been clear cut I was only a kid and I could not understand why this
would happen. It is very ugly. Either Indonesia or Malaysia for all
practical purposes have extinguished their Mahogany forest. They
didn’t mind while they were making a pay check, but what are they
going to do now? Move to the city and live in the slums. From the
posts that I have read on this subject I am convinced that
orchadians are aware of the problems, sensitive to the issues, and
acting responsibly. I am glad to jump off my soap box, as I feel I
am preaching to the choir. WOW! Look, a green orchid. It doesn’t get
any better. Ian thank you for bringing up these points as I know you
know the difference. I am not the person to be dictating morality to
anyone, as I have used all these materials.Thank you. This thread
has put a question in my mind. Can jewelry beyond buttons and
insignias be a viable media for political, and educational purposes?
Elizabeth, please forgive me for jumping on your very polemically
correct turtle shells. Luv ya,

Regards, Craig


#14
Since I was the original poster of this tread, I guess I should
have been more specific. These are box turtle shells, not sea
turtle shells. I bought them from an antiques dealer who said
people find them dead on their farms and save the shell because
they are "pretty". She usually sells them to people to put on
bookcases as decorations (seems odd to me but that's what she
said). I don't believe turtles are being killed for this purpose
(or for even being bookcase do-dads). So, am I in trouble if I use
the shell in jewelry but am I'm ok if put them on my holiday tree? 

Elizabeth Lyne, I am truly sorry for the tyrage I laid at your door.
As I mentioned in another thread I am the guilty party that had a sea
turtle shell on my wall. Thank you for explaining about your
beautiful and politically correct shells, and with this entry opening
a window giving me a chance to apologize. I hope you don’t assume
other members of orchid are as blunt as I was, and incorrect. If
there is anything I can do or say to help I will do it. I have lots
of extra hand tools, and some materials you may be interested in for
the taking, I truly wish to make amends for my rash comments I made
to you in public. Please excuse me.

Craig


#15

Craig way to go takes an Orchidian to know when to saw oops lol We
love ya

One of my favorite musicals brings to mind this quote and why I love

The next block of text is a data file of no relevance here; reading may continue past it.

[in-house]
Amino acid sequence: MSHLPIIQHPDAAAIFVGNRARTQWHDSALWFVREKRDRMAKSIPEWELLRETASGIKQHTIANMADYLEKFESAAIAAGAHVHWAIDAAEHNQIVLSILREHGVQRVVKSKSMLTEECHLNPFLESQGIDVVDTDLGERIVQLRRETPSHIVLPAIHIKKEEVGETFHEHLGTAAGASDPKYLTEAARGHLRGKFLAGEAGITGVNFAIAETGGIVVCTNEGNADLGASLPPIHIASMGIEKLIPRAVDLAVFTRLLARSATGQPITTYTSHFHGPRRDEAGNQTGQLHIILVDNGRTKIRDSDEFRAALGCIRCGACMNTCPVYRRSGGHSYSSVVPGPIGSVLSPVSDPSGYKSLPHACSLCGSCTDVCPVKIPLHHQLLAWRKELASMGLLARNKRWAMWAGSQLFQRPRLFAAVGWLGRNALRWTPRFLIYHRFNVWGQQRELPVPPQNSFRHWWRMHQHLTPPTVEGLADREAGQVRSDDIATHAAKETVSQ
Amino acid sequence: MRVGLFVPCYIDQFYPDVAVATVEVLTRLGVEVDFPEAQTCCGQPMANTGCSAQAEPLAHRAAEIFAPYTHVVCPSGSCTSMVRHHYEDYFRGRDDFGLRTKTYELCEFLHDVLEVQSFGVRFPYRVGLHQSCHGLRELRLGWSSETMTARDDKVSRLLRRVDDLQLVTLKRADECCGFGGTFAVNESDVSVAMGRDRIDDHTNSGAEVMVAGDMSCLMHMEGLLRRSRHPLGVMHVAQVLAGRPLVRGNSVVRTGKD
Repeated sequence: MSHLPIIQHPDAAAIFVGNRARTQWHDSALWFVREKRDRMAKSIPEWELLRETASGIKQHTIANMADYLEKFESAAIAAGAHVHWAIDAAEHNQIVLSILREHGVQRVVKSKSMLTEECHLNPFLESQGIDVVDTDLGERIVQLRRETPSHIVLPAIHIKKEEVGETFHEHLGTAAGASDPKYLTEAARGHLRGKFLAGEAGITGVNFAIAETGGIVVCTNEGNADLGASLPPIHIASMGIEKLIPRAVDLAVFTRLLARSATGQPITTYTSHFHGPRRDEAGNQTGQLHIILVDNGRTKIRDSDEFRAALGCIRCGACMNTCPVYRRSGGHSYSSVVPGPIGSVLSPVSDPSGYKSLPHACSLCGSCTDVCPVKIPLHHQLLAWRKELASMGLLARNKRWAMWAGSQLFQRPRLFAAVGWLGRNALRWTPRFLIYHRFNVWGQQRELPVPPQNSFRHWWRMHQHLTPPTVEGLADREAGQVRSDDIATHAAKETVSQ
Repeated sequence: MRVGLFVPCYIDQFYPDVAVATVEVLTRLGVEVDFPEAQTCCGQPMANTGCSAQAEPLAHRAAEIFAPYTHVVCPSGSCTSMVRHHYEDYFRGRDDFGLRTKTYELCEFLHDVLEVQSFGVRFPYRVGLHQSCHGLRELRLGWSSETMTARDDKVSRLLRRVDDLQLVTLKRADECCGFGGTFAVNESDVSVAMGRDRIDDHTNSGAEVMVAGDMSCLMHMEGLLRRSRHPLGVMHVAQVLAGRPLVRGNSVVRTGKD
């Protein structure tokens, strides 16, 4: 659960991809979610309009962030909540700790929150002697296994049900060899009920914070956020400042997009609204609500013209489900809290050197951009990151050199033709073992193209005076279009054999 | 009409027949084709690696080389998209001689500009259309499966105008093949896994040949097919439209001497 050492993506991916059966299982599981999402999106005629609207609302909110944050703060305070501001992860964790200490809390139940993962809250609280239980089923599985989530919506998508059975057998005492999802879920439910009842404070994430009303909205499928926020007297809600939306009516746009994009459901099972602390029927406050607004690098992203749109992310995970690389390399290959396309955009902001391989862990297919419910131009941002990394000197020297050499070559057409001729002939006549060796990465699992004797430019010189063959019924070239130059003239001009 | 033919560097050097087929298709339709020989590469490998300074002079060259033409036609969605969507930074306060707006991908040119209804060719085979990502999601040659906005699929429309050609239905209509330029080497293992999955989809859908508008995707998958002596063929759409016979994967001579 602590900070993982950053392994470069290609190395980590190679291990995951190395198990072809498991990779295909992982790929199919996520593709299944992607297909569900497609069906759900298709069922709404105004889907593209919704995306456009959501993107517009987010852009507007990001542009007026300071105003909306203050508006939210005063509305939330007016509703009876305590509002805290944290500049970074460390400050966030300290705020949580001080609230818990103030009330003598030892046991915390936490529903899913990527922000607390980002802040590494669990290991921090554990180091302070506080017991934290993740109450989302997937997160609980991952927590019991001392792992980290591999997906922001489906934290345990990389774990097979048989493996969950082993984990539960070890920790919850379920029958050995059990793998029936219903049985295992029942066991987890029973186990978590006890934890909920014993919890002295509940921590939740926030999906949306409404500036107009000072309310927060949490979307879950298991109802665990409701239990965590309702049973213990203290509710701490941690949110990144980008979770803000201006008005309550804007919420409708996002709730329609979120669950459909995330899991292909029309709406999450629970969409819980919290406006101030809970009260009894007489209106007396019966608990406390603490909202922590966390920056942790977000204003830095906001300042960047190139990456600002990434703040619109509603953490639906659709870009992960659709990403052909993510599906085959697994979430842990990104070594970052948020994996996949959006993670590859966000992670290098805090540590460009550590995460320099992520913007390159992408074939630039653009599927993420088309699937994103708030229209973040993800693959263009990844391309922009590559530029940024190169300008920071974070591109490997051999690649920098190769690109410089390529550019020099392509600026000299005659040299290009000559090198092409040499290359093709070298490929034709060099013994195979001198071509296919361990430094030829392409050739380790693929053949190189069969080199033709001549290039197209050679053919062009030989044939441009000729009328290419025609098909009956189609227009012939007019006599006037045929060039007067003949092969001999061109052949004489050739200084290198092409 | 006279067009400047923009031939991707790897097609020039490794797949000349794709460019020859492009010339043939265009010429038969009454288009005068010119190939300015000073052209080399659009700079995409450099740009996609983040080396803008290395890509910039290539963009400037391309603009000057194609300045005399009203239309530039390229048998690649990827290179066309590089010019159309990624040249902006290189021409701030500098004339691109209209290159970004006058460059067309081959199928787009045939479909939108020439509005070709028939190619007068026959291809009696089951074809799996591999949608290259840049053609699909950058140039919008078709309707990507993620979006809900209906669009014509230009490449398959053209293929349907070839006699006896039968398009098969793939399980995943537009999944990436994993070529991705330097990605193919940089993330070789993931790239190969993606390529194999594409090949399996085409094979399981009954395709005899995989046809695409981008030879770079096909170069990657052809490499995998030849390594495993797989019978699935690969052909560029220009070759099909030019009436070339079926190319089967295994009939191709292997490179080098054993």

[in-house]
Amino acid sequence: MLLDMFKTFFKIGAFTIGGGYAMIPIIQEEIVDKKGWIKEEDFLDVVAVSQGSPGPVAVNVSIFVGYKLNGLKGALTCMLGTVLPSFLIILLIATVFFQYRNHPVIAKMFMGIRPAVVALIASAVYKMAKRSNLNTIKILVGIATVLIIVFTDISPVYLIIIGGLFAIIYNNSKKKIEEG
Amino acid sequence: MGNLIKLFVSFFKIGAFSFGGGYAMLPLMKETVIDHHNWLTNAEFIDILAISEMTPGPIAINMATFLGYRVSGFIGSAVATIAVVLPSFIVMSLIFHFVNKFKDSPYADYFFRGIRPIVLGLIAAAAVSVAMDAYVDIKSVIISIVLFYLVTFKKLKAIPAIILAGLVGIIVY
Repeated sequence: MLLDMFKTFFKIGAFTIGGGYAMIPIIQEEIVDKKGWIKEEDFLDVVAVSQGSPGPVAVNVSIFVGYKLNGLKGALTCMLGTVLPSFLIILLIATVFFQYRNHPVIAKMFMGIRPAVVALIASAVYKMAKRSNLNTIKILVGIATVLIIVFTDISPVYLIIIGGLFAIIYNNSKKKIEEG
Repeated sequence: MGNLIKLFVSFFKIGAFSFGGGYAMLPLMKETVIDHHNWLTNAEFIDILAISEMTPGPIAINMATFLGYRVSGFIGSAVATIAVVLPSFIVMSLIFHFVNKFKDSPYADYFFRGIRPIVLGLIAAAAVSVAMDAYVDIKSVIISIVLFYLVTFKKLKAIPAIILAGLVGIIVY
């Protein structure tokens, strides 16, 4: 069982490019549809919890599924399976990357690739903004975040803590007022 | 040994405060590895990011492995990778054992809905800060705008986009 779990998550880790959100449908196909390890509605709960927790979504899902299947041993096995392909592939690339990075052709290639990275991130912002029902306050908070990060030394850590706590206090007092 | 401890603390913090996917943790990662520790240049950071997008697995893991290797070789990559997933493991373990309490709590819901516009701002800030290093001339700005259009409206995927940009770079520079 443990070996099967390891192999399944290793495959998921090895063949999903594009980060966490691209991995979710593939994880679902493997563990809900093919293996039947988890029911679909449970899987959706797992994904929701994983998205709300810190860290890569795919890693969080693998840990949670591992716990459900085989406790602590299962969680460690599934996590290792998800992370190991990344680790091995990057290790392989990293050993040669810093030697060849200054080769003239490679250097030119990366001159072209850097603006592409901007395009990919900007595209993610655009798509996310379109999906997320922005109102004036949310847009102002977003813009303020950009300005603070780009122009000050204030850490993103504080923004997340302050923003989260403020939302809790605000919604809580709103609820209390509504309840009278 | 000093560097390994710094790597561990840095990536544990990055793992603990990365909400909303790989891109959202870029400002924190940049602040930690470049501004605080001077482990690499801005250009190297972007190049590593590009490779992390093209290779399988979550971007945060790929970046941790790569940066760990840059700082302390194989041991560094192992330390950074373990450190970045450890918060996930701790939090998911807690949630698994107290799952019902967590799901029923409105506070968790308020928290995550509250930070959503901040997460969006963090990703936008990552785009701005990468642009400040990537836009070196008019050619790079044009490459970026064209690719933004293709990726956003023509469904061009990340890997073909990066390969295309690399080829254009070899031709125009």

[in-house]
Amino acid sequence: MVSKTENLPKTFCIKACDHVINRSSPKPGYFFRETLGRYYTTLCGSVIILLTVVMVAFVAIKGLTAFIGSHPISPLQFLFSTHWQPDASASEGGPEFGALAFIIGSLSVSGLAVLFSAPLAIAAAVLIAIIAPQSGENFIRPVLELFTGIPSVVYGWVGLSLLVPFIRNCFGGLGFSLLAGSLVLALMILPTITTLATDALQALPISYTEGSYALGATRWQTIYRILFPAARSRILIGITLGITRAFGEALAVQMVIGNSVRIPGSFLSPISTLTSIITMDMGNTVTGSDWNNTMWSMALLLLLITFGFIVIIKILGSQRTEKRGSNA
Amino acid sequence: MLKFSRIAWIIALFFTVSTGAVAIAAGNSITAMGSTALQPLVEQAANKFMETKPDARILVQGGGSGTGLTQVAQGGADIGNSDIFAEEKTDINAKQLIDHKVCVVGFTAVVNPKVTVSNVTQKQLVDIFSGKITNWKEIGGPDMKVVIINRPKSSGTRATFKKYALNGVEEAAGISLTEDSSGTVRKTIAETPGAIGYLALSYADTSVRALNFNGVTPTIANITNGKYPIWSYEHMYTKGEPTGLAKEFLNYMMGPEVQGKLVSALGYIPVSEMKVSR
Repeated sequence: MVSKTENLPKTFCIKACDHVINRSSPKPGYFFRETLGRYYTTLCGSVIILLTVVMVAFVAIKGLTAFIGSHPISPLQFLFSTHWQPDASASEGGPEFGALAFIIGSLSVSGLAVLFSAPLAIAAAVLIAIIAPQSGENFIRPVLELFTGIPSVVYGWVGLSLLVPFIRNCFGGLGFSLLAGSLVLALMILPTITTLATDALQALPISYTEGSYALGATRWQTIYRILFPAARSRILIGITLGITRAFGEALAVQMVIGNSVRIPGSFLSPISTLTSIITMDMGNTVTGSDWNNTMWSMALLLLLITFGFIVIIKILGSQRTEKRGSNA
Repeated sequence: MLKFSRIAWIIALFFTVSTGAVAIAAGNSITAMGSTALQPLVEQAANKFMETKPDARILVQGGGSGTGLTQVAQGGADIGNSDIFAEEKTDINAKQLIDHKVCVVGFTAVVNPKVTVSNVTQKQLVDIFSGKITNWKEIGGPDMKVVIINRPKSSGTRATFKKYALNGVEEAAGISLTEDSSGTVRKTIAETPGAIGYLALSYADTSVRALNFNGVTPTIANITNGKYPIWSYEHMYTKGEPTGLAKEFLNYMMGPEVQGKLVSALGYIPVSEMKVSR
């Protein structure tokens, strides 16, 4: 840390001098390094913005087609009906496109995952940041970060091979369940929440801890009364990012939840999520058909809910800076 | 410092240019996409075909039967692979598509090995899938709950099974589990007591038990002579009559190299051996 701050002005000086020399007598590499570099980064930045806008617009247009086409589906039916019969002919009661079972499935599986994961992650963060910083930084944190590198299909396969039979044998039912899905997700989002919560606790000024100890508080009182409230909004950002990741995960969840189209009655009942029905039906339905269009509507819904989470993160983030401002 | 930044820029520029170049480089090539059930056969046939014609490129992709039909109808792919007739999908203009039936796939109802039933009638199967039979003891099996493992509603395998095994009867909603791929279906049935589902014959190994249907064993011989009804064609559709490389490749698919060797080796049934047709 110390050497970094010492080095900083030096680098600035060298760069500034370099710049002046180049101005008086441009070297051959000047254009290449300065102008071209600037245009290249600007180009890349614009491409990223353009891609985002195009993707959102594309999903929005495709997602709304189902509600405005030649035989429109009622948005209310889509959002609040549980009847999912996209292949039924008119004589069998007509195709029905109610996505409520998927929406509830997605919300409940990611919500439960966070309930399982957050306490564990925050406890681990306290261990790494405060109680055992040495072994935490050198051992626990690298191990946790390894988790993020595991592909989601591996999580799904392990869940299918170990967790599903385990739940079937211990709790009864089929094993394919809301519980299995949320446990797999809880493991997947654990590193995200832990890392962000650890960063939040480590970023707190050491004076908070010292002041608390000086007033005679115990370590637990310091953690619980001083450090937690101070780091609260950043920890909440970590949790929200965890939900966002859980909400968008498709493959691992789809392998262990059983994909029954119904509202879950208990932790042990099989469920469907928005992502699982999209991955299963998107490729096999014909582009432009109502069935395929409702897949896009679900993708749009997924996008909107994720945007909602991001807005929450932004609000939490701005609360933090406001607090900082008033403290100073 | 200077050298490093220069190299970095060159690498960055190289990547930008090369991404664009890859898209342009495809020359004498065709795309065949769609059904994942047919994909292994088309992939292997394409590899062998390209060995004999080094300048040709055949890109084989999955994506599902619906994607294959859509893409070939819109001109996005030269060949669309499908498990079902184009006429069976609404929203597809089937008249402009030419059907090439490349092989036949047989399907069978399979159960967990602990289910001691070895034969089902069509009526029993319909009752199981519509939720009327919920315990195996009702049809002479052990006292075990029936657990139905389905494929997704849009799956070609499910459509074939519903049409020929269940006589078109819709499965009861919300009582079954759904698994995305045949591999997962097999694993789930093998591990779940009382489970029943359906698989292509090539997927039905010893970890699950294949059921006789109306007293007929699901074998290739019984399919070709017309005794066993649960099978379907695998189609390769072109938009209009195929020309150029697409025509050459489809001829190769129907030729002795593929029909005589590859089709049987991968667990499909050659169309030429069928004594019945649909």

Orchid

Stephen Hopkins who is “in the necessary”. He returns in time to
vote in favor of debate, stating that he’d “never seen, heard, nor
smelled an issue that was so dangerous it couldn’t be talked about.”

Teri
Silver & Cameo Heritage Jewelry
www.corneliusspick.com


#16

Better check your local fish and game regulations (as well as
federal) before using any wild animal parts in your artwork. You’ll
be surprised at what is not legal to use.


#17
Better check your local fish and game regulations (as well as
federal) 

How exactly do you check for Federal Jewelry Regulations? I was in NM
at the Navajo Reservation, watching a well known Indian Jeweler
create his works of art, and we were discussing using Bears Claws in
Indian Jewelry. He said he was once at a show and the “FEDS” were
confiscating jewelry that had Bears Claws in it. He has never used
them since.

How would one check for the legality of Bears Claws or Turtle Shell,
or coral or…

Love and God Bless
randy
http://www.rocksmyth.com


#18

Hi Randy,

How would one check for the legality of Bears Claws or Turtle
Shell, or coral or.... 

I think your best bet is to check with US Fish and Wildlife Service
and avoid any endangered or threatened species. You should be able to
determine which species to stay away from at the following link:

http://www.fws.gov/Endangered/wildlife.html#Species

James S. Duncan, G.G.
James in SoFL


#19

Well it isn;t easy but you can go hear and hope the site gives you
US put cassia rufa on endangered species lists and I
thought oh heck where am I gonna get shell to carve but all it seems
to have done is allow the increas of a 4 dollar shell to 22 dollars

In any case check here your states wildlife management website for
endangered species locally and federal customs site cursorary
personal

http://cbp.gov/xp/cgov/travel/vacation/kbyg/prohibited_restricted.xml

you can ask questions directly and search for your specific species
in the search engine

Silver & Cameo Heritage Jewelry
www.corneliusspick.com


#20
How exactly do you check for Federal Jewelry Regulations? 

I would start with the DNR (Dept. of Natural Resources) in your area.
They should know.

M’lou Brubaker
Minnesota, USA